We manipulated nest box choices in Eastern Bluebirds to assess first whether the presence of a previously used (and presumably parasite-ridden) nest cavity increases or decreases the likelihood of within-season nest-box reuse. Second, we wanted to determine whether birds prefer previously successful cavities.
One hundred pairs of identical bluebird nest boxes were erected in suitable habitat near Davidson, Meckenburg County, North Carolina. The box pairs consisted of two Schwegler woodcrete boxes. Woodcrete is a mixture of sawdust and cement. All box pairs were pole-mounted four feet apart, 60 inches above ground level, and both boxes within each pair faced the same direction.
Between breeding seasons every box was cleaned. Consequently, at the beginning of each breeding season, bluebird pairs at a particular location were choosing between two identical clean boxes for their first nesting. We considered a nest box chosen when at least one egg was laid in it and a nesting successful if it fledged at least one chick. We omitted renests following failures from our analyses because bluebirds and other species are more likely to change breeding sites if the previous attempt fails.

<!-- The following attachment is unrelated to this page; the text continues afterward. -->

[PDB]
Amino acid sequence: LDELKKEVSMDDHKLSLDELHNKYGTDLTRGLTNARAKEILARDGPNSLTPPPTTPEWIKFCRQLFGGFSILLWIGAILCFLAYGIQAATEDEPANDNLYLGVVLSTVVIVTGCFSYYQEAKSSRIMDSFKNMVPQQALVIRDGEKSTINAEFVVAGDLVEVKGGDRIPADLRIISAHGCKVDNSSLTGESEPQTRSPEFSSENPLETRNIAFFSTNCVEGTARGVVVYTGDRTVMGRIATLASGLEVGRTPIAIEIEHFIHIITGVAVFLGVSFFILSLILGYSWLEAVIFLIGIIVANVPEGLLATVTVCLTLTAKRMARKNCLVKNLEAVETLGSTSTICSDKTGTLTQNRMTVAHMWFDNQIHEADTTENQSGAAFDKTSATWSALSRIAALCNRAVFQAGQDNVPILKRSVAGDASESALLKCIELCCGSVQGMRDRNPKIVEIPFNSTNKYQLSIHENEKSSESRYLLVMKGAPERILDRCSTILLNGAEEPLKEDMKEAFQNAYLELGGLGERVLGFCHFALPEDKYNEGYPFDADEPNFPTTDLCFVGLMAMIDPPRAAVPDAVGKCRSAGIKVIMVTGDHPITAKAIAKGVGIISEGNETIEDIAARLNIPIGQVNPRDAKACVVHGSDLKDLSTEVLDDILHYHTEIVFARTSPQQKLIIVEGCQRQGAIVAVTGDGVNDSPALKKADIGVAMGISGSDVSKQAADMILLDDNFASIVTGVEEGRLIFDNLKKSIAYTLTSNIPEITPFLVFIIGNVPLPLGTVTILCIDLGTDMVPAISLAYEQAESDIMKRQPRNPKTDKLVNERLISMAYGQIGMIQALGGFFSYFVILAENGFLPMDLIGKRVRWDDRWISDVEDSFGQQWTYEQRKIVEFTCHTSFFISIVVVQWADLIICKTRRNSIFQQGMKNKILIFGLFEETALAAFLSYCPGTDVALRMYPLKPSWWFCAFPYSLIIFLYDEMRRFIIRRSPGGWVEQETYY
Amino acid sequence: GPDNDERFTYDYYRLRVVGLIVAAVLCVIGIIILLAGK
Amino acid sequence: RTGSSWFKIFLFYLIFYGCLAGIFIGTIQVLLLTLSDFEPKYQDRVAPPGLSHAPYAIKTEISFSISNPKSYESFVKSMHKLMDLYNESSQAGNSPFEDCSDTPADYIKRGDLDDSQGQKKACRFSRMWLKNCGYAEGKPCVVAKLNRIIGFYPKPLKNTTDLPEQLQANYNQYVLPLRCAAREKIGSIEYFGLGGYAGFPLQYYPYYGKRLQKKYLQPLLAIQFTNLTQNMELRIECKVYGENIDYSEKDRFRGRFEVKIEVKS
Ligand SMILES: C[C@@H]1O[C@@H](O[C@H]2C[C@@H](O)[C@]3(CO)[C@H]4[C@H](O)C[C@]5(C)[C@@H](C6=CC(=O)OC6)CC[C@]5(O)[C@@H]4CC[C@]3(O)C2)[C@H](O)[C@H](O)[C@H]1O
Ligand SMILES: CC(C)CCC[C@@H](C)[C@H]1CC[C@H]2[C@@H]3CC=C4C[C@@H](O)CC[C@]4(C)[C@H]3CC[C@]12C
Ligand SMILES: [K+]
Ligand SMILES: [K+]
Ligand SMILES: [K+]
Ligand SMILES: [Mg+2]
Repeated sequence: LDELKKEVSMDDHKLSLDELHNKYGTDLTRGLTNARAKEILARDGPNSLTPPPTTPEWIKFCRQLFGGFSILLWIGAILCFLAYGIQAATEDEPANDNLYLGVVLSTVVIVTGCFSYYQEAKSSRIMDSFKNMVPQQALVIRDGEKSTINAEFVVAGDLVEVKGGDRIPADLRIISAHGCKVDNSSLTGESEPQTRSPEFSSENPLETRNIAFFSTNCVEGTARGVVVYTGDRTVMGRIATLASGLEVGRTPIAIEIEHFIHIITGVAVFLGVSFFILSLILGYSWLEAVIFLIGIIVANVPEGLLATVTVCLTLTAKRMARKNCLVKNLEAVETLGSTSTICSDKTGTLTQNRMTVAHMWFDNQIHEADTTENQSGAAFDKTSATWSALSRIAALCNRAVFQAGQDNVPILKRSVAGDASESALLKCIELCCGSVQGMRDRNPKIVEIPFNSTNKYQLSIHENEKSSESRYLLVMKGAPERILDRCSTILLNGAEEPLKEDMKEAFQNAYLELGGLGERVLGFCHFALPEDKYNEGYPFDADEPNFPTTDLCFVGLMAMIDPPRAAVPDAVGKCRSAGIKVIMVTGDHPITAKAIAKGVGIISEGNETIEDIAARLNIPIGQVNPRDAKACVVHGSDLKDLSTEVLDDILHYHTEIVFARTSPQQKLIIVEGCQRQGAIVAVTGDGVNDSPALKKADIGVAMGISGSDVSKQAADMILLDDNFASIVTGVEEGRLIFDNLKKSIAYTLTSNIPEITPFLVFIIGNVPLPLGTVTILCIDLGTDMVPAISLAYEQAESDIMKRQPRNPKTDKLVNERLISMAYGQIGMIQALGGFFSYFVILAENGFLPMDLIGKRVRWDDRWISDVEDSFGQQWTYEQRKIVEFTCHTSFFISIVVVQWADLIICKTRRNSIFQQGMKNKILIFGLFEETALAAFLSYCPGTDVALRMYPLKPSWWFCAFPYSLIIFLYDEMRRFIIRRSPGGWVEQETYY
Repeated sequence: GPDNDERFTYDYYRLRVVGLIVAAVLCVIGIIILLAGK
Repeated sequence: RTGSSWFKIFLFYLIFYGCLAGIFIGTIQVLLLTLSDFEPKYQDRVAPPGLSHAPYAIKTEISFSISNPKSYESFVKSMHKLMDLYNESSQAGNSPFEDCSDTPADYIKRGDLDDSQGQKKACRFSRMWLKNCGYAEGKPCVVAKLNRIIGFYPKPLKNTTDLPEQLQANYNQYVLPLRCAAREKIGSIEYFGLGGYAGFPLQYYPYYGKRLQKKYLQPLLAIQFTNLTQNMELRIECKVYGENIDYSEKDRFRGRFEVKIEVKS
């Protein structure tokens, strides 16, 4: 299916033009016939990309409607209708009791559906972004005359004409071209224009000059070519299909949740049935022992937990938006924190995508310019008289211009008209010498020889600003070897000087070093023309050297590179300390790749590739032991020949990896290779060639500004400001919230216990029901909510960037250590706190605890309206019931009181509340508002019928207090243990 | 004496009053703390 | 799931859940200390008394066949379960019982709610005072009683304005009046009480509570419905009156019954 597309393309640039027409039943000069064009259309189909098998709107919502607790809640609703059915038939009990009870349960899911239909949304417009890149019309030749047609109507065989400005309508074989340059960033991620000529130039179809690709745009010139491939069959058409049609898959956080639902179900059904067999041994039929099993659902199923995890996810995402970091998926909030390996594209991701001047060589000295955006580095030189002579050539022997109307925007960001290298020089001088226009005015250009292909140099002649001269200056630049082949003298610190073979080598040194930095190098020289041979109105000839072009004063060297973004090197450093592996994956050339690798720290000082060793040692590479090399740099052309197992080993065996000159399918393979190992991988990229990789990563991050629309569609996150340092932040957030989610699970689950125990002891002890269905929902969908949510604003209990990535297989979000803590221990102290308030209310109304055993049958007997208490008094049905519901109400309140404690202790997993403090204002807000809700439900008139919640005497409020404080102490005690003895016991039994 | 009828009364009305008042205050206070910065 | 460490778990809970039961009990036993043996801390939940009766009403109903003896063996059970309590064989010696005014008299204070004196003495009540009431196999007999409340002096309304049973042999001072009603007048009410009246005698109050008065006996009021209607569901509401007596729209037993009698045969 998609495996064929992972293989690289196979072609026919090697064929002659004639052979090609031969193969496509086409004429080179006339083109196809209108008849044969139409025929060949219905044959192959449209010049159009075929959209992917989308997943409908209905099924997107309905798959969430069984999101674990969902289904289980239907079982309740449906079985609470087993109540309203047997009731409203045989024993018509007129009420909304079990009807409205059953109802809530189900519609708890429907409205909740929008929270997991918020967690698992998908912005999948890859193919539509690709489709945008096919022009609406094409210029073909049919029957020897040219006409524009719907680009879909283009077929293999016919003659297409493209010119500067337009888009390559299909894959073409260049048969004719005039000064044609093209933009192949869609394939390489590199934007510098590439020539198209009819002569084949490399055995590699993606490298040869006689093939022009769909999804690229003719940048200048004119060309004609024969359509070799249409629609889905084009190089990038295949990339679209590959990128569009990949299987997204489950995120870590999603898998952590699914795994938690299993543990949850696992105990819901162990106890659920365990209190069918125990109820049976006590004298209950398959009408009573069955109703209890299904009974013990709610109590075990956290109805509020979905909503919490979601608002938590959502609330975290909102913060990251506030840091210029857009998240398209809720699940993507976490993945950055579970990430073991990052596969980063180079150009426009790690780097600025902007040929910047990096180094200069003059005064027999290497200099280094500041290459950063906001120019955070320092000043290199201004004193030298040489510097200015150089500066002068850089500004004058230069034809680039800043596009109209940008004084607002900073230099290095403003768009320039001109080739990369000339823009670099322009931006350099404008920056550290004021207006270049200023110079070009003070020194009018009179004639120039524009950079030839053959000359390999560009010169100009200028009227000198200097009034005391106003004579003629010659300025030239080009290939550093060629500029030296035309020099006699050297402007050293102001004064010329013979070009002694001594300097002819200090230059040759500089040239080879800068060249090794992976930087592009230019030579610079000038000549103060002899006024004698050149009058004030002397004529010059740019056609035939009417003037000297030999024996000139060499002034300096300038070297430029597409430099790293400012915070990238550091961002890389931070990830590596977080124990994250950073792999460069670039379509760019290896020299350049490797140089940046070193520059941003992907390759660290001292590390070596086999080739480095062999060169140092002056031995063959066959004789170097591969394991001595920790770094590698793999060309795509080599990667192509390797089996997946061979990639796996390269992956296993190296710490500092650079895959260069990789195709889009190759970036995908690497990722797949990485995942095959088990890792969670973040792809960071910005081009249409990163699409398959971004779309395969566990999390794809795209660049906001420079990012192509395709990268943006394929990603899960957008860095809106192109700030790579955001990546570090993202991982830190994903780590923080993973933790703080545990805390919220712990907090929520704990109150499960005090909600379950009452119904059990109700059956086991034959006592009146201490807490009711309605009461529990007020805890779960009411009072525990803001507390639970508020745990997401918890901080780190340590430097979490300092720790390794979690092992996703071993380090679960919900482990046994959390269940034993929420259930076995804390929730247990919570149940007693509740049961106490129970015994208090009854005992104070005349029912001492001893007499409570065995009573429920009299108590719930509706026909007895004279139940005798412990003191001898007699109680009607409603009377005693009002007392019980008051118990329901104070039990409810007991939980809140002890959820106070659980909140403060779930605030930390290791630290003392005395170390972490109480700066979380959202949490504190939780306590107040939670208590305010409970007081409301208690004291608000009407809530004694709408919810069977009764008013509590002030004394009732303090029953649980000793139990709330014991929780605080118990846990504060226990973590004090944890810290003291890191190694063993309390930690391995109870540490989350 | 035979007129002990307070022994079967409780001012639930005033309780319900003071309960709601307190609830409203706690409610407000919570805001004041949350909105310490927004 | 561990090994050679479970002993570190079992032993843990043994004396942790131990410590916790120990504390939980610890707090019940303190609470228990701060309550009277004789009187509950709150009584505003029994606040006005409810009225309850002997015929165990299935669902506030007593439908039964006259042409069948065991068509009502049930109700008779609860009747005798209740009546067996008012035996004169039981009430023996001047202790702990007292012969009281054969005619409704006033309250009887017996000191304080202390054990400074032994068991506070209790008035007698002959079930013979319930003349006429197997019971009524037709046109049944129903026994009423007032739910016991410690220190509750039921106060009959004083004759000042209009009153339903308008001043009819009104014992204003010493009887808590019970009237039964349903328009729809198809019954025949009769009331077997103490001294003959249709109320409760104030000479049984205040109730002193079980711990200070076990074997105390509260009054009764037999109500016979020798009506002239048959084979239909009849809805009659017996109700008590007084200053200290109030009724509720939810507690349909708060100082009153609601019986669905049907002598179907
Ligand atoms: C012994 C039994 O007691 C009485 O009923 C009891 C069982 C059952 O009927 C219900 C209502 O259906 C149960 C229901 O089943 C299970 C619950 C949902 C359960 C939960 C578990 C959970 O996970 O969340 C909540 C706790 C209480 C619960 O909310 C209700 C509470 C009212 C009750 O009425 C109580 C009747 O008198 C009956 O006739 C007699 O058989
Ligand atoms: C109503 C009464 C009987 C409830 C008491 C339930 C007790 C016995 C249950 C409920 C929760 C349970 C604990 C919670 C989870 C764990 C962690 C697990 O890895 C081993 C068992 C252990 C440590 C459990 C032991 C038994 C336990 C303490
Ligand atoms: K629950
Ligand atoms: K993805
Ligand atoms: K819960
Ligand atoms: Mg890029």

After the first nesting, we randomly assigned box pairs containing a successful box to one of two treatments. For half of those box pairs, we removed all old nest material (and presumably most of the active parasites) from the used box within one week of the first brood’s fledging. Those experimental boxes are hereafter referred to as cleaned. The clean unused boxes in those experimental pairs are hereinafter referred to as unused. For control box pairs, the boxes were visited, but the old nests were not removed. These boxes are hereinafter referred to as soiled and the alternative boxes, unused. Subsequent nesting choices in both experimental and control pairs were then recorded.